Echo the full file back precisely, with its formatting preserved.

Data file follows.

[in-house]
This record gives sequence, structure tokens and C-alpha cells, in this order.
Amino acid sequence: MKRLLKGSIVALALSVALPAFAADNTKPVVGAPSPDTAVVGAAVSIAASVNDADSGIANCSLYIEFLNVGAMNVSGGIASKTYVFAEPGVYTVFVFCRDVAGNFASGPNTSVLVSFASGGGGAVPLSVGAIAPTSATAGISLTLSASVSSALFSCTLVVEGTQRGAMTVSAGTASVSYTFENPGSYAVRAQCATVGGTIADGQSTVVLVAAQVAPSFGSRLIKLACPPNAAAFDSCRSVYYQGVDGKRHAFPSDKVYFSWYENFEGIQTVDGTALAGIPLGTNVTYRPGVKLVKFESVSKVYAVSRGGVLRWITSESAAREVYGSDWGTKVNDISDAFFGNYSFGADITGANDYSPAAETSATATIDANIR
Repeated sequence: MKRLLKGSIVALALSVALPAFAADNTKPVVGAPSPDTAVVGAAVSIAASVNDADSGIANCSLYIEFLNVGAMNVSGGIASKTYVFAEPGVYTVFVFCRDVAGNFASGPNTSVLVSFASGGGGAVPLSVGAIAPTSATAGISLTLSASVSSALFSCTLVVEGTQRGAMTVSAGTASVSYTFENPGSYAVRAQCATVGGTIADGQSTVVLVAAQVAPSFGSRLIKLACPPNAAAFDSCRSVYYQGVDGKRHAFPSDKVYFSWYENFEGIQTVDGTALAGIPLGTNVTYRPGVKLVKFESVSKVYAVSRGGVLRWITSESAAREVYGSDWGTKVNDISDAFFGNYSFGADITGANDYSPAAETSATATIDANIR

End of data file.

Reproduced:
[in-house]
This record gives sequence, structure tokens and C-alpha cells, in this order.
Amino acid sequence: MKRLLKGSIVALALSVALPAFAADNTKPVVGAPSPDTAVVGAAVSIAASVNDADSGIANCSLYIEFLNVGAMNVSGGIASKTYVFAEPGVYTVFVFCRDVAGNFASGPNTSVLVSFASGGGGAVPLSVGAIAPTSATAGISLTLSASVSSALFSCTLVVEGTQRGAMTVSAGTASVSYTFENPGSYAVRAQCATVGGTIADGQSTVVLVAAQVAPSFGSRLIKLACPPNAAAFDSCRSVYYQGVDGKRHAFPSDKVYFSWYENFEGIQTVDGTALAGIPLGTNVTYRPGVKLVKFESVSKVYAVSRGGVLRWITSESAAREVYGSDWGTKVNDISDAFFGNYSFGADITGANDYSPAAETSATATIDANIR
Repeated sequence: MKRLLKGSIVALALSVALPAFAADNTKPVVGAPSPDTAVVGAAVSIAASVNDADSGIANCSLYIEFLNVGAMNVSGGIASKTYVFAEPGVYTVFVFCRDVAGNFASGPNTSVLVSFASGGGGAVPLSVGAIAPTSATAGISLTLSASVSSALFSCTLVVEGTQRGAMTVSAGTASVSYTFENPGSYAVRAQCATVGGTIADGQSTVVLVAAQVAPSFGSRLIKLACPPNAAAFDSCRSVYYQGVDGKRHAFPSDKVYFSWYENFEGIQTVDGTALAGIPLGTNVTYRPGVKLVKFESVSKVYAVSRGGVLRWITSESAAREVYGSDWGTKVNDISDAFFGNYSFGADITGANDYSPAAETSATATIDANIR